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Roman Board Games
by Wally J. Kowalski


Latrunculi Directions

Here is a peculiar description of a game from the Persian writer Firdawsi (300?), who presumed to describe the origin of chess in the East. His description, however, seems to confuse Latrunculi with a game played with dice. This is the description, ignoring the reference to dice, of the King of India answering the King of Persia's challenge to learn this game.

He arranged an army similar to that of chess; he placed the two sides in order of battle and distributed the troops, ready for battle and for the assault of the town, among eight houses. The field was black, the battle-field square, and there were two powerful kings of good disposition who should both move without ever receiving injury. Each had at his side an army in its arrangements, collected at the head of the field, and ready for the fray. The two kings advanced upon the field of battle, their troops moved on all sides around them, each trying to outgo the other; now they fought on the heights, now on the plains; when two on one side had surprised a man by himself, he was lost to his side, and the two armies remained face to face until it was seen who was beaten.

This particular game was supposed to have been played on an 8 x 8 board with 8 men and a king on each side, although this description seems to exaggerate all the proportions and actions. This passage suggests at least two types of players, the king and the ordinary troops, which makes it distinct from Petteia (single stone Latrunculi).

A tantalizing clue to the nature of the game comes from the Vikings, who played a very similar game called Hnefatafl. This game is related to a group of games played by the Danes, the Swedes, the Lapps, the British and the Irish. Although the initial arrangement is different, and the board includes one king, in all other respects, this games appears to be the same as Latrunculi. Since the players in this game all have the move of a rook, we can conclude that the same must be true in Latrunculi. Also, the king in Hnefatafl cannot be captured, but can be immobilized.

A game in progress was discovered at Stanway in Essex, England, in 1996, on a board which had a length of 12 spaces, and a width of 8. The board has disappeared, but the hinges and metal fittings were still present and the stones remained essentially in place where they were left. Two or three had apparently been played, as shown in the diagram at right.

In addition to the glass stones, additional white and black pieces appeared. These could represent the king of hnefatafl, a game probably derived from Latrunculi, but the Romans would never have used the term "king". More likely is that this extra piece was either a commander or an Eagle (aquila). The eagle was carried by the standard-bearer and protecting it was of great importance.

The Stanway board has no center for an eagle, and the extra white and black pieces were placed on the fourth line. The eagles must have been moved once each, and the only symmetrical positions they could possibly have moved from are shown in the diagram at left.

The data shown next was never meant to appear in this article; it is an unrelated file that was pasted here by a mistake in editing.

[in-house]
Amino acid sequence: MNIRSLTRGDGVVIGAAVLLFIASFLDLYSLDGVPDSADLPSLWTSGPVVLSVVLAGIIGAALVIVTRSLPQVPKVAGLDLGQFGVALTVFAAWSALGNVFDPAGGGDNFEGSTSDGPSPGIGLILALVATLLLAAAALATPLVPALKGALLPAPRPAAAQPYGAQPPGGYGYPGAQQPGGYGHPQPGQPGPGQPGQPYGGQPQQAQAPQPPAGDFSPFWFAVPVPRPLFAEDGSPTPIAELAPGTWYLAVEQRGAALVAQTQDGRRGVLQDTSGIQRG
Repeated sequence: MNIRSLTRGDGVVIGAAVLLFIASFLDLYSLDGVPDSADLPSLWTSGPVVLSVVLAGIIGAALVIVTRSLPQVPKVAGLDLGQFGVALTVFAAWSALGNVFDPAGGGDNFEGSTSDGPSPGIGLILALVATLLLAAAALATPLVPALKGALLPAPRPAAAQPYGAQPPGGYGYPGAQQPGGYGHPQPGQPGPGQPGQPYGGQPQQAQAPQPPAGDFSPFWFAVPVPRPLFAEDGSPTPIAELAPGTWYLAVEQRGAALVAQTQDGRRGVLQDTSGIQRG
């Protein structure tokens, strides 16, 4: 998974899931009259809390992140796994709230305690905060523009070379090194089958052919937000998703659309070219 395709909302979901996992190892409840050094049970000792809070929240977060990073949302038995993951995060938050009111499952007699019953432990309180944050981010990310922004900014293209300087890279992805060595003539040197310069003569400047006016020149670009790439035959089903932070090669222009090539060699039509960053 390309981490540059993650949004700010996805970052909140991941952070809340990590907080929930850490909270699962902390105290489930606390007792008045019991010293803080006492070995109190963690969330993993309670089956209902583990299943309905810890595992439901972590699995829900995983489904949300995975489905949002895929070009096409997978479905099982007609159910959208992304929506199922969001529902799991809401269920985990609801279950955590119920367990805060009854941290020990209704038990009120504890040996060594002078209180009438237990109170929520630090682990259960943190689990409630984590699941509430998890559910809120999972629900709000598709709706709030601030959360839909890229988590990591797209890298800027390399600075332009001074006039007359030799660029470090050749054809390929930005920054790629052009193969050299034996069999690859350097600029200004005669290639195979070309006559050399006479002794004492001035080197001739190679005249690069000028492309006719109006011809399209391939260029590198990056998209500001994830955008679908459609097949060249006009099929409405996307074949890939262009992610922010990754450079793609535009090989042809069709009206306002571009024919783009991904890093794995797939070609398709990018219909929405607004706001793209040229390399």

This game could actually represent the transition of Roman Latrunculi (single stone) into the Celtic/British precursor to hnefatafl. In this case they were still using a Latrunculi board. The additional pieces, the eagles, in this version would seem to be a Roman innovation, since Latrunculi does not appear in Greece or in Egypt. Or they could be a British innovation, hence the name "kings" in hnefatafl (the Celts had no Eagles or standard-bearers). The conclusion can be drawn by similarity that the eagle cannot be killed but could engage in capturing enemy stones. A game could be won by penning up the eagle or killing all the men and penning up the eagle. Although in Henfatafl the king could only move one space at a time, it is clear from the Stanway game that the eagles have moved several spaces in one move.

A layout of the gameboard is shown below, based on the game found at Stanway in Essex, England. The eagles are located symmetrically opposite one another. The similarity to the placement of the kings in modern chess should not go unnoticed. Each eagle is placed right of center in front of twelve latro on a 12 x 8 board. Furthermore, the eagle cannot be captured, but can only be penned up. In all other respects, this version is played the same as Petteia. Two men may capture an enemy player by enclosing him on two sides, horizontal or vertical. When all the enemy's men are either captured or enclosed, the game is over.

Proposed Rules for Latrunculi

  1. Use 12 x 8 board arranged as above, or a 10 by 11 with the king centered between 5 men.
  2. Stones are lined up as shown on the board diagram, and Black plays first.
  3. Stones may move any number of spaces in the horizontal or vertical direction.
  4. Eagles cannot be captured but can be immobilized.
  5. A single stone is captured if it is surrounded on two sides (similar to latrunculi).
  6. The outside walls cannot be used to capture men.
  7. First player to block up or kill all the enemy stones and immobilize the enemy eagle wins.

 

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